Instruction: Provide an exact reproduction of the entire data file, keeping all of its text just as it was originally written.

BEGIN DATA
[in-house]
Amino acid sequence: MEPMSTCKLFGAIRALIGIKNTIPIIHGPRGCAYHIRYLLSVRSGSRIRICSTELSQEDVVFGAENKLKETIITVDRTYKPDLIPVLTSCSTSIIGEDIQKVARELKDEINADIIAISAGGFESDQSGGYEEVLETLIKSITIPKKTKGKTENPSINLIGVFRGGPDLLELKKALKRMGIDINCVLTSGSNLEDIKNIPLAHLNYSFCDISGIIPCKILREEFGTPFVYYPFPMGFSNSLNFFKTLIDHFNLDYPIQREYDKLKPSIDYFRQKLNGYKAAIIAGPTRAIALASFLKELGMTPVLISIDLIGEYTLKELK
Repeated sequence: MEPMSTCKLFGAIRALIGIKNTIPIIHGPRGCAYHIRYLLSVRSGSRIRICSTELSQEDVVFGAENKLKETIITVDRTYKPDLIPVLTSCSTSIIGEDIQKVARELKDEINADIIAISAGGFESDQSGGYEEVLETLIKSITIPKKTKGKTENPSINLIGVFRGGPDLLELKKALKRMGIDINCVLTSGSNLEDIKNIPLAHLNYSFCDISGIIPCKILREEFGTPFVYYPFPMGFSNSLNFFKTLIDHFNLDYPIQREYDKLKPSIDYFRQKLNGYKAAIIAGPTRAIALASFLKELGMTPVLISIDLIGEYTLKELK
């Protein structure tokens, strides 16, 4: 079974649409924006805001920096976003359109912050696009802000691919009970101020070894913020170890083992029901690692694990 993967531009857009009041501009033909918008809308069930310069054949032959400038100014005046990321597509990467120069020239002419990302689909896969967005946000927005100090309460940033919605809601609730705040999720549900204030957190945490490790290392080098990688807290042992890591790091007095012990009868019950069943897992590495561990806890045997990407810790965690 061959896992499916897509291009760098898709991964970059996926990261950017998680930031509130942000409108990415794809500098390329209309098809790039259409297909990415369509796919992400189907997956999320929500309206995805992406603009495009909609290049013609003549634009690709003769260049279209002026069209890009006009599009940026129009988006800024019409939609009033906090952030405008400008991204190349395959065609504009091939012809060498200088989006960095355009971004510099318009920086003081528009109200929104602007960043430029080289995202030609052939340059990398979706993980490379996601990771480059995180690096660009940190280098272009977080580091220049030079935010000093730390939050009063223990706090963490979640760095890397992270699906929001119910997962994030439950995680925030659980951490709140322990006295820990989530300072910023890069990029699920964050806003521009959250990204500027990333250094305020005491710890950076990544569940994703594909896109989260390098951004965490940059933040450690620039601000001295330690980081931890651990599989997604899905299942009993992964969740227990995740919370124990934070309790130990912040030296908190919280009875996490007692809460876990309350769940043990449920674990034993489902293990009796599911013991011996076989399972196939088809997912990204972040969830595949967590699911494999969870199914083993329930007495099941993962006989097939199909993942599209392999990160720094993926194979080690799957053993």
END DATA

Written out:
[in-house]
Amino acid sequence: MEPMSTCKLFGAIRALIGIKNTIPIIHGPRGCAYHIRYLLSVRSGSRIRICSTELSQEDVVFGAENKLKETIITVDRTYKPDLIPVLTSCSTSIIGEDIQKVARELKDEINADIIAISAGGFESDQSGGYEEVLETLIKSITIPKKTKGKTENPSINLIGVFRGGPDLLELKKALKRMGIDINCVLTSGSNLEDIKNIPLAHLNYSFCDISGIIPCKILREEFGTPFVYYPFPMGFSNSLNFFKTLIDHFNLDYPIQREYDKLKPSIDYFRQKLNGYKAAIIAGPTRAIALASFLKELGMTPVLISIDLIGEYTLKELK
Repeated sequence: MEPMSTCKLFGAIRALIGIKNTIPIIHGPRGCAYHIRYLLSVRSGSRIRICSTELSQEDVVFGAENKLKETIITVDRTYKPDLIPVLTSCSTSIIGEDIQKVARELKDEINADIIAISAGGFESDQSGGYEEVLETLIKSITIPKKTKGKTENPSINLIGVFRGGPDLLELKKALKRMGIDINCVLTSGSNLEDIKNIPLAHLNYSFCDISGIIPCKILREEFGTPFVYYPFPMGFSNSLNFFKTLIDHFNLDYPIQREYDKLKPSIDYFRQKLNGYKAAIIAGPTRAIALASFLKELGMTPVLISIDLIGEYTLKELK
């Protein structure tokens, strides 16, 4: 079974649409924006805001920096976003359109912050696009802000691919009970101020070894913020170890083992029901690692694990 993967531009857009009041501009033909918008809308069930310069054949032959400038100014005046990321597509990467120069020239002419990302689909896969967005946000927005100090309460940033919605809601609730705040999720549900204030957190945490490790290392080098990688807290042992890591790091007095012990009868019950069943897992590495561990806890045997990407810790965690 061959896992499916897509291009760098898709991964970059996926990261950017998680930031509130942000409108990415794809500098390329209309098809790039259409297909990415369509796919992400189907997956999320929500309206995805992406603009495009909609290049013609003549634009690709003769260049279209002026069209890009006009599009940026129009988006800024019409939609009033906090952030405008400008991204190349395959065609504009091939012809060498200088989006960095355009971004510099318009920086003081528009109200929104602007960043430029080289995202030609052939340059990398979706993980490379996601990771480059995180690096660009940190280098272009977080580091220049030079935010000093730390939050009063223990706090963490979640760095890397992270699906929001119910997962994030439950995680925030659980951490709140322990006295820990989530300072910023890069990029699920964050806003521009959250990204500027990333250094305020005491710890950076990544569940994703594909896109989260390098951004965490940059933040450690620039601000001295330690980081931890651990599989997604899905299942009993992964969740227990995740919370124990934070309790130990912040030296908190919280009875996490007692809460876990309350769940043990449920674990034993489902293990009796599911013991011996076989399972196939088809997912990204972040969830595949967590699911494999969870199914083993329930007495099941993962006989097939199909993942599209392999990160720094993926194979080690799957053993």